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Double guarantee


Implementation of global development, security initiatives is key to maintaining peace, stability in China's neighborhood

Addressing the general debate of the 76th session of the United Nations General Assembly via video link in September 2021, President Xi Jinping proposed a Global Development Initiative. In April 2022, President Xi proposed a Global Security Initiative while delivering a keynote speech via video link at the opening ceremony of the Boao Forum for Asia Annual Conference 2022. The two initiatives embody China's solutions and wisdom to address the global threats and challenges the world faces.

Prioritizing the implementation of the Global Development Initiative and the Global Security Initiative in China's neighborhood and further improving China's neighborhood diplomacy have become a pressing task both for China and for the region, as the United States has intensified its comprehensive competition with China, resulting in its undermining stability in the region.

China's neighborhood is the foundation for its prosperity. But the overall security situation in China's neighborhood has been increasingly complicated and the region's post-pandemic economic recovery is sluggish.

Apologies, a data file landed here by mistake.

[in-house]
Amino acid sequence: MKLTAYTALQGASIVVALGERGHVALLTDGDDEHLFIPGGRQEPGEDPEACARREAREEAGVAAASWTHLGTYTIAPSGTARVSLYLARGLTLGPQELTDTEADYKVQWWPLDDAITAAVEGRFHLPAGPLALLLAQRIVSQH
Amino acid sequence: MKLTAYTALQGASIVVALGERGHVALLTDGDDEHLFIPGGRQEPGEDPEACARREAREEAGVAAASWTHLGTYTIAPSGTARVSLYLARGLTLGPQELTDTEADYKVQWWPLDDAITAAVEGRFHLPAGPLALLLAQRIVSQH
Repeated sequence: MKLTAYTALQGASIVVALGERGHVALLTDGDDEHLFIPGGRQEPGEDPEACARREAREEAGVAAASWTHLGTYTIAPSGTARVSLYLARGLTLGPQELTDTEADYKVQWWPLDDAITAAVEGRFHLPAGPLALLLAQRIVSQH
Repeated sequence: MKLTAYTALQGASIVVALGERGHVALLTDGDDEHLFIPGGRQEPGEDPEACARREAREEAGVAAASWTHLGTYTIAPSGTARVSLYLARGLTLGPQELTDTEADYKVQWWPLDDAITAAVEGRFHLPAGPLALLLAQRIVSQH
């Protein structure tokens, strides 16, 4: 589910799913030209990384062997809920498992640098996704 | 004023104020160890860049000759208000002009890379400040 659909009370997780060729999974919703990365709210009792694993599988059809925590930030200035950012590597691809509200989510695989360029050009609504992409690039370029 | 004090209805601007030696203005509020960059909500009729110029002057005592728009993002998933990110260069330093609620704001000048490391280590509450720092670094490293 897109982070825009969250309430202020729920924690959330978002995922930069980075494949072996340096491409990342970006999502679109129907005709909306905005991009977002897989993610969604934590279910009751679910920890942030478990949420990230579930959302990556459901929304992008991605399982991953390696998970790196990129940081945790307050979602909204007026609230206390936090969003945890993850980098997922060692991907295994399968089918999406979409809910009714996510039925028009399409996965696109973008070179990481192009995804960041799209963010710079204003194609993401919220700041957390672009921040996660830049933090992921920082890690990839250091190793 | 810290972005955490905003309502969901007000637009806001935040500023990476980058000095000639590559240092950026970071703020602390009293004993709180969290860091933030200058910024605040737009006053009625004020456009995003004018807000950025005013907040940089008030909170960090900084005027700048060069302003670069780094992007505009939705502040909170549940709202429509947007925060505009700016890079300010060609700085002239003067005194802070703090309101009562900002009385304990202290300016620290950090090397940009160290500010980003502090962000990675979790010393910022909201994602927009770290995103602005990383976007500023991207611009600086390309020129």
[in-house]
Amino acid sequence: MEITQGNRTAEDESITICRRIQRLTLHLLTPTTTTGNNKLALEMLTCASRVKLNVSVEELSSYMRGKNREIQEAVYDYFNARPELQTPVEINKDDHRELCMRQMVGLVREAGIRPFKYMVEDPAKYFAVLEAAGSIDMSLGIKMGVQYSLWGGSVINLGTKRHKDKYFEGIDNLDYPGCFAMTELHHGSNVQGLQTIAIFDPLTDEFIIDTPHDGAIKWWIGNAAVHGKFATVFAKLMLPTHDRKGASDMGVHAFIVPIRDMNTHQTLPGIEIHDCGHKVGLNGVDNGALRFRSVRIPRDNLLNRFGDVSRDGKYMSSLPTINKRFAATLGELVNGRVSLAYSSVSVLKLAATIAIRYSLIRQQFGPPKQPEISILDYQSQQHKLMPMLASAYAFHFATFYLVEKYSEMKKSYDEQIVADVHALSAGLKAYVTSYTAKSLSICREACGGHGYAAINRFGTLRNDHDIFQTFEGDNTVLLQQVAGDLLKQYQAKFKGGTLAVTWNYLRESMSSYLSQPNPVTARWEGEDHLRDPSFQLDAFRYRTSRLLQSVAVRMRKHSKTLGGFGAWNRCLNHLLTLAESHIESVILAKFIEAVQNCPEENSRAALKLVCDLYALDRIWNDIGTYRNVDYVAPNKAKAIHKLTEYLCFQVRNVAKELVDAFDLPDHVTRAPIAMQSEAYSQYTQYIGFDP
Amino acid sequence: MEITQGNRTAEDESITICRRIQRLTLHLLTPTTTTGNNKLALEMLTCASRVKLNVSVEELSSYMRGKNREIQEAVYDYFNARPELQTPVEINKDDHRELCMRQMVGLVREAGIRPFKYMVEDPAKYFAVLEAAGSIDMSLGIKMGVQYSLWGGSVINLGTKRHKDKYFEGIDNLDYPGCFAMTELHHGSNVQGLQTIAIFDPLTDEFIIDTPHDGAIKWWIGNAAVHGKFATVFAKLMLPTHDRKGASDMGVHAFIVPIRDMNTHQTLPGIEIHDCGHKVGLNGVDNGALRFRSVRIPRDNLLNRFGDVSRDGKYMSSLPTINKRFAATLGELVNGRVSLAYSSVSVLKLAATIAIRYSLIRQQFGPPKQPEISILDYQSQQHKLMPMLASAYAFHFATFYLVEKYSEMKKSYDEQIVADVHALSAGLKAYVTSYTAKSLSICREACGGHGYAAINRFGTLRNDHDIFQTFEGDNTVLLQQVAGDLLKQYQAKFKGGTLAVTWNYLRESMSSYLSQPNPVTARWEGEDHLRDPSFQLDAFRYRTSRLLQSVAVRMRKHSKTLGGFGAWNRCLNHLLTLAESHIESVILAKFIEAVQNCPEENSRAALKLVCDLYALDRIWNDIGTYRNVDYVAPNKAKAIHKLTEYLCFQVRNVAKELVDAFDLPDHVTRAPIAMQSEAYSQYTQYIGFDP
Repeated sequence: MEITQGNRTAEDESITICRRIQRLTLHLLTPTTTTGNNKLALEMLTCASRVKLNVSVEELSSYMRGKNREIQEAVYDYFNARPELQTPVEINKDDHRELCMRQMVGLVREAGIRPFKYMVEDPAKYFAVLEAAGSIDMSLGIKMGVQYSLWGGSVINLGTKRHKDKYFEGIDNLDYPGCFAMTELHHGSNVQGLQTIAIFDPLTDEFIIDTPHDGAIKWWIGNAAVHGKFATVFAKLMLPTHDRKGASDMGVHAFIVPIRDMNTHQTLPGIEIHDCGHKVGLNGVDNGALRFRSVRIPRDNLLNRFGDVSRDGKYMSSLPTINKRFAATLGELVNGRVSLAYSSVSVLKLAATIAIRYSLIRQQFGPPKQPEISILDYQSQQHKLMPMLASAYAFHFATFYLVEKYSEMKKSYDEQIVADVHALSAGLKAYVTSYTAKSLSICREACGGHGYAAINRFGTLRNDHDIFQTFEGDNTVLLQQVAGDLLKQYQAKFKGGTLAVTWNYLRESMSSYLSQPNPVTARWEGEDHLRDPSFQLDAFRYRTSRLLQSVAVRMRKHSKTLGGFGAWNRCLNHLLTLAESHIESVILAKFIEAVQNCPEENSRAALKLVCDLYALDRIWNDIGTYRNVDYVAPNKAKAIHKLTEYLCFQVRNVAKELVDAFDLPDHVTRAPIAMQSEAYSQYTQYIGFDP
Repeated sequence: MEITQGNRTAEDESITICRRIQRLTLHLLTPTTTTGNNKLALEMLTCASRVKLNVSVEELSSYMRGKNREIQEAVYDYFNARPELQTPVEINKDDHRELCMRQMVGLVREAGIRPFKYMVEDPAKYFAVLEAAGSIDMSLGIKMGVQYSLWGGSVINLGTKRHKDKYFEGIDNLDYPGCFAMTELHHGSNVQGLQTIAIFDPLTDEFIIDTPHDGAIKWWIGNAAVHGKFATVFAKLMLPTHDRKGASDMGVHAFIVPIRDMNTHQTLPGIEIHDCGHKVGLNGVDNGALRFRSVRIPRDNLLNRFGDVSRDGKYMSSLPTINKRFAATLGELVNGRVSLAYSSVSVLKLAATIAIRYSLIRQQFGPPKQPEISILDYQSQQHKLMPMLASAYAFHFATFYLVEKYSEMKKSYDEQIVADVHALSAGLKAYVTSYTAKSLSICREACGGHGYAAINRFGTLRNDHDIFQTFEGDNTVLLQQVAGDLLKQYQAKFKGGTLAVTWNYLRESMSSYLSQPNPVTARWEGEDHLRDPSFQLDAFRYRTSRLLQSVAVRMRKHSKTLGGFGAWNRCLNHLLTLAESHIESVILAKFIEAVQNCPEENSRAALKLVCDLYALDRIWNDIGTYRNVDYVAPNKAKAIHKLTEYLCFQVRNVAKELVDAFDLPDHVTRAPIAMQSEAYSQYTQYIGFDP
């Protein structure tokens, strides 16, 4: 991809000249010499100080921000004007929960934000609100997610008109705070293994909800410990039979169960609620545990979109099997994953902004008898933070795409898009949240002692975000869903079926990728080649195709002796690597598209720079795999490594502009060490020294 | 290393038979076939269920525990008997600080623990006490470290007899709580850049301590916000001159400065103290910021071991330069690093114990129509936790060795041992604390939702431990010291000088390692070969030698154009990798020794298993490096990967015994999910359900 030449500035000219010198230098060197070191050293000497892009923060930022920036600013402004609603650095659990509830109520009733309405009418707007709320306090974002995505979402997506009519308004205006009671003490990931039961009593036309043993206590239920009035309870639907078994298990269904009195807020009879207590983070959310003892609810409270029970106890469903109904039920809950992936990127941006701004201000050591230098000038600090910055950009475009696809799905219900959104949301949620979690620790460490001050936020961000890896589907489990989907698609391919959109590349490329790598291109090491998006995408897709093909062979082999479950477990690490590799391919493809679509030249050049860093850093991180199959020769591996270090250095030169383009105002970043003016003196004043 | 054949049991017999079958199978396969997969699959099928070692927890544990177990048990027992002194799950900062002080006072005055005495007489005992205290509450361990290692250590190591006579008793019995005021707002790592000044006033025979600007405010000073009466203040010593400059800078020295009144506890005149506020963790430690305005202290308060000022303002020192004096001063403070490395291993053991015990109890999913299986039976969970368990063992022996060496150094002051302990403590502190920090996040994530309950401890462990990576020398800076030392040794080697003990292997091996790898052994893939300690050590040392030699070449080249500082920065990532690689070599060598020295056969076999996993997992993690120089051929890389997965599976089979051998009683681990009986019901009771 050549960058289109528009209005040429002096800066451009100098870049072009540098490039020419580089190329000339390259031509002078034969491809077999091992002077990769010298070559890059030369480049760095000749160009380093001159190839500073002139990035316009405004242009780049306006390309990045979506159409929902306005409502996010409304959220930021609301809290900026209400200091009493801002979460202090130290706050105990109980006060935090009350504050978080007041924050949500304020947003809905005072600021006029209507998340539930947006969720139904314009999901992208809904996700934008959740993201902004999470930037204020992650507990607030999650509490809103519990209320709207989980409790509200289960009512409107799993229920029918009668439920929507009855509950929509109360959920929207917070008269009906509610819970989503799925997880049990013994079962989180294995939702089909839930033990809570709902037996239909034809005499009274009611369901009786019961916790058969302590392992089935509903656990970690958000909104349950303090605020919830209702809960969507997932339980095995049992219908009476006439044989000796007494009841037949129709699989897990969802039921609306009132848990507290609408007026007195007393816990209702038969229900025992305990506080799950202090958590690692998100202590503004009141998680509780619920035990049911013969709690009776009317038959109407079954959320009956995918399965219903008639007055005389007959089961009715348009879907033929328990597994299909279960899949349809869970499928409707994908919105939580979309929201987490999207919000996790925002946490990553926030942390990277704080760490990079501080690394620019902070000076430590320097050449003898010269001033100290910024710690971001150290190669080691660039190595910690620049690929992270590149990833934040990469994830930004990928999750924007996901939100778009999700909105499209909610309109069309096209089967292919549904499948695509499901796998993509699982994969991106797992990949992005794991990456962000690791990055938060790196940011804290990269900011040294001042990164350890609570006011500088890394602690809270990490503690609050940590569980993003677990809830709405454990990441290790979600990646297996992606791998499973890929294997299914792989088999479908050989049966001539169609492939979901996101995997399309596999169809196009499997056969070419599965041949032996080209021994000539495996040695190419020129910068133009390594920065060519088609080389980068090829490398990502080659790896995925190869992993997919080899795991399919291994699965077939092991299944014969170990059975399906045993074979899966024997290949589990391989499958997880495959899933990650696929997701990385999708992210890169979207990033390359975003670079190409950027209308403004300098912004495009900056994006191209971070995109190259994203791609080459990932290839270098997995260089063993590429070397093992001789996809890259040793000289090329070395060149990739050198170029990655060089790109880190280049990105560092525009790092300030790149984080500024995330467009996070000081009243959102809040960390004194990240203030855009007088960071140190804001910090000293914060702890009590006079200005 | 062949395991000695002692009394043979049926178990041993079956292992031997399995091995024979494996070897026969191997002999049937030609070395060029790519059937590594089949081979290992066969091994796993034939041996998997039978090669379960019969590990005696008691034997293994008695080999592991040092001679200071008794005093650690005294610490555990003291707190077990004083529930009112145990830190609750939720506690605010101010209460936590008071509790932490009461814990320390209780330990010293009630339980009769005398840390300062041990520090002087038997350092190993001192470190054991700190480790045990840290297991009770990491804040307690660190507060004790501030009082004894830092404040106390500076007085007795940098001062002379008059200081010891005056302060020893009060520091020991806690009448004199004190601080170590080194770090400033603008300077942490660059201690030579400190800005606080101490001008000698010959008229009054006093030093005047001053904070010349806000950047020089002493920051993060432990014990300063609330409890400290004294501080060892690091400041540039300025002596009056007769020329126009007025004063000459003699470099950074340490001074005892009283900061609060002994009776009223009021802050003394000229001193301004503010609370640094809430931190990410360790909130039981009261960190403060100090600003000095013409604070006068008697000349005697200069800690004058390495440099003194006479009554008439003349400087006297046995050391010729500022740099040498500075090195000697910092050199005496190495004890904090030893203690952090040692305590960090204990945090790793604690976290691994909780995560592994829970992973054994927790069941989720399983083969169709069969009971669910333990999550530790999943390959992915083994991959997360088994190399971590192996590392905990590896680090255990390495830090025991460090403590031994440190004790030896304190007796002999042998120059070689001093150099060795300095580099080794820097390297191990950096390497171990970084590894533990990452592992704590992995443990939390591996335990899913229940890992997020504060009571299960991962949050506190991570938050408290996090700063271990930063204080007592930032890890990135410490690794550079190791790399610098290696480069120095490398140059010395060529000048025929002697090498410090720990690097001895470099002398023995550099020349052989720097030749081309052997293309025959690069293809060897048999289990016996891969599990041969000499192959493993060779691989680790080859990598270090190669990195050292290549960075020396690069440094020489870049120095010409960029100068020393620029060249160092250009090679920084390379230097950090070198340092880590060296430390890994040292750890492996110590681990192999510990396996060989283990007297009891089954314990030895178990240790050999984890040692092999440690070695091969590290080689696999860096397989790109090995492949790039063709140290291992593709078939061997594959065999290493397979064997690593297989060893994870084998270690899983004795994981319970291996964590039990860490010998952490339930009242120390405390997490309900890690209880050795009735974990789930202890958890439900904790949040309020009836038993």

In 2021, the Joe Biden administration further promoted its aggressive Indo-Pacific strategy and quickened the pace of building a security network centering on the US allies and partners. Since the outbreak of the Russia-Ukraine conflict, the US has been attempting to create an Indo-Pacific version of NATO. By "binding together "China and Russia, the US has been concocting a so-called struggle between democracy and autocracy and attempting to launch a new Cold War in China's neighborhood. Its ultimate goal is to worsen the security situation in China's neighborhood to suppress China's rise.